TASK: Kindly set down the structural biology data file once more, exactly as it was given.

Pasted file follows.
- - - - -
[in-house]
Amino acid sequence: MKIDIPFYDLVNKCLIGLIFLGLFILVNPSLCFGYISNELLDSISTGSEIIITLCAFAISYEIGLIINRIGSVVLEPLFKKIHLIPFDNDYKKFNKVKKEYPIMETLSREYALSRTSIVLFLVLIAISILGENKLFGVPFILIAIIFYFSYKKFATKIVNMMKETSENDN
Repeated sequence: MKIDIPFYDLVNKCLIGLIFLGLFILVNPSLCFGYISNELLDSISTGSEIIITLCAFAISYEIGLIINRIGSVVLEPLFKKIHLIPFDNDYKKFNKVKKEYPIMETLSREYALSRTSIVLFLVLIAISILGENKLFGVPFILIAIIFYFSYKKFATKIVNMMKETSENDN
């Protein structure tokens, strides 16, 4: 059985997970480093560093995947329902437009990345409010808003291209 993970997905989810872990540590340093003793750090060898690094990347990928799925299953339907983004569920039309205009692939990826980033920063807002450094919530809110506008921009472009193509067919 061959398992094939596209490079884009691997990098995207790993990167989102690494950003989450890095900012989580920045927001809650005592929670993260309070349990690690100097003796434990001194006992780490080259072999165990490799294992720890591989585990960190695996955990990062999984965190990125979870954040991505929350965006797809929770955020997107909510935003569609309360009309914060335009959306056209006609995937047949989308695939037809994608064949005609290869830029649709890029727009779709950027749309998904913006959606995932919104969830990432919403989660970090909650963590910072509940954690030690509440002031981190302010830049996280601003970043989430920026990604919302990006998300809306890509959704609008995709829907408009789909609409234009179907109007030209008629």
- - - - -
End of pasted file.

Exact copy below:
[in-house]
Amino acid sequence: MKIDIPFYDLVNKCLIGLIFLGLFILVNPSLCFGYISNELLDSISTGSEIIITLCAFAISYEIGLIINRIGSVVLEPLFKKIHLIPFDNDYKKFNKVKKEYPIMETLSREYALSRTSIVLFLVLIAISILGENKLFGVPFILIAIIFYFSYKKFATKIVNMMKETSENDN
Repeated sequence: MKIDIPFYDLVNKCLIGLIFLGLFILVNPSLCFGYISNELLDSISTGSEIIITLCAFAISYEIGLIINRIGSVVLEPLFKKIHLIPFDNDYKKFNKVKKEYPIMETLSREYALSRTSIVLFLVLIAISILGENKLFGVPFILIAIIFYFSYKKFATKIVNMMKETSENDN
């Protein structure tokens, strides 16, 4: 059985997970480093560093995947329902437009990345409010808003291209 993970997905989810872990540590340093003793750090060898690094990347990928799925299953339907983004569920039309205009692939990826980033920063807002450094919530809110506008921009472009193509067919 061959398992094939596209490079884009691997990098995207790993990167989102690494950003989450890095900012989580920045927001809650005592929670993260309070349990690690100097003796434990001194006992780490080259072999165990490799294992720890591989585990960190695996955990990062999984965190990125979870954040991505929350965006797809929770955020997107909510935003569609309360009309914060335009959306056209006609995937047949989308695939037809994608064949005609290869830029649709890029727009779709950027749309998904913006959606995932919104969830990432919403989660970090909650963590910072509940954690030690509440002031981190302010830049996280601003970043989430920026990604919302990006998300809306890509959704609008995709829907408009789909609409234009179907109007030209008629």